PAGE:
While I've been very happy with my now heavily modified Ender 3 Pro, it does continue to have a few issues that are so fundamental that no amount of modding can correct them.
- The printer is open frame, requiring a large enclosure to house it.
- The "bed-slinger" design requires even more shelf space to store the printer in operation, making it hard to keep in my office.
- Due the the moving bed, the top speed of the printer is limited.
And the thing is, I really, really want to print faster and with higher quality. Fortunately, there is an alternative 3D printer design which supports this -- core-xy. In a core-xy printer, the print bed is either fully stationary, or only moves up and down in the Z axis. Instead, the print head is capable of moving across the entire build plate by itself. While it's possible to make a 3D printer meet this definition without being core-xy, many of the fastest printers are. In a core-xy printer, the print head is connected to two separate drives via belts. When one belt spools up, the other has to let out. This allows the motors to also be mounted to the printer frame, reducing overall mass needed to move when the print head travels.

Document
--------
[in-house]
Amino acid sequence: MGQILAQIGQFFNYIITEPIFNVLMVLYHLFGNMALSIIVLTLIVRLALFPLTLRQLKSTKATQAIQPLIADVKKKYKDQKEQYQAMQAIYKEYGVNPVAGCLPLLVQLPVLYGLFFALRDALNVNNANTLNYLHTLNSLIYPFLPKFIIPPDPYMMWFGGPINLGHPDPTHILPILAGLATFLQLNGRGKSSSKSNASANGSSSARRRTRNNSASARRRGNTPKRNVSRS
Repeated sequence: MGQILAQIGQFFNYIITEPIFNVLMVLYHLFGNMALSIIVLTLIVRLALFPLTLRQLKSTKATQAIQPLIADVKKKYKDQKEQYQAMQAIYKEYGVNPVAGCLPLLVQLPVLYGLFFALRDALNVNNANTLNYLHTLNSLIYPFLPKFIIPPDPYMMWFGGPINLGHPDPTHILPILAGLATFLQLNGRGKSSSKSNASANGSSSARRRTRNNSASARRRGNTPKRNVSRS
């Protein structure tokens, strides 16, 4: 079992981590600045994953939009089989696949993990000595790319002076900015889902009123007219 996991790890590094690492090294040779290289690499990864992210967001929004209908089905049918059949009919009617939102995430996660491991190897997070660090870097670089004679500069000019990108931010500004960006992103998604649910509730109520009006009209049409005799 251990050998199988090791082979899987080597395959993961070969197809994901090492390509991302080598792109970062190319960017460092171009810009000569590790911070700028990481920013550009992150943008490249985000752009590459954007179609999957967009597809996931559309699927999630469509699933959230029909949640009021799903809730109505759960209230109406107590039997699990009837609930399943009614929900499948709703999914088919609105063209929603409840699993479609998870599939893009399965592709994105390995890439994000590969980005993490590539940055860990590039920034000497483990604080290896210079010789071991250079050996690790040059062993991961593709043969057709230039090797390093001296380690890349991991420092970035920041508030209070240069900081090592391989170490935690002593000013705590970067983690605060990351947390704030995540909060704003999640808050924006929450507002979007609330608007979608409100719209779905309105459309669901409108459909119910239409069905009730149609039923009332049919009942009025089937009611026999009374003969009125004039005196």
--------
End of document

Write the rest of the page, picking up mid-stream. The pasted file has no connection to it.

While there are several different brands of core-xy printer out there, one struck my interest immediately: Voron. Voron isn't a brand, or even really a company, it's a collective which designs some of the best core-xy printers around using open source designs and readily available components. While it was tempting to build a big 2.4, the diminutive Voron 0.1 (often called "The Voron Zero") was immediately appealing to me. The printer is enclosed and very, very small; I would easily be able to store it in my office without issue. It's small print area of 100mm isn't a huge drawback for me as I rarely do large prints. I prefer smaller prints which can be assembled together. And of course, it's fast.
Voron is also different in one other respect. You can't buy from them. They have no store, offer no built machines, not even kits. Other companies have stepped in providing pre-made Voron kits, but the current chip shortage has left them all, for me, sold out. So instead, I'm building this by self-sourcing each, and every part.
Unlike every other machine I've built, the Voron 0.1 uses linear rails to allow for motion on all three axes. These are precision, machined parts with a sliding carriage. The first step in the build is to assemble four rails, two for the Z axis, and two for the Y axis. The X axis comes much later. The Voron 0.1 assembly manual provides clear directions on how and where to mount the linear rails.
This is also where I ran head-first into another aspect of this project. It's not simply that the printer is tiny, all the parts are tiny too! The linear rails required M2 hardware and special, 15mm square aluminum profiles. After an inexpensive initial test order of these profiles confirmed they were the right size and kind, I ordered more and all the parts needed to make the frame. Taking a lesson from the build of my CNC machine and the Laser machine, I decided to order all the parts pre-cut and tapped to size.With that done, mounting the rails was a matter of inserting M2 nuts into a printed carrier, and sliding that carefully into the extrusion. Printed centering guides and a caliper got me through this first, daunting step.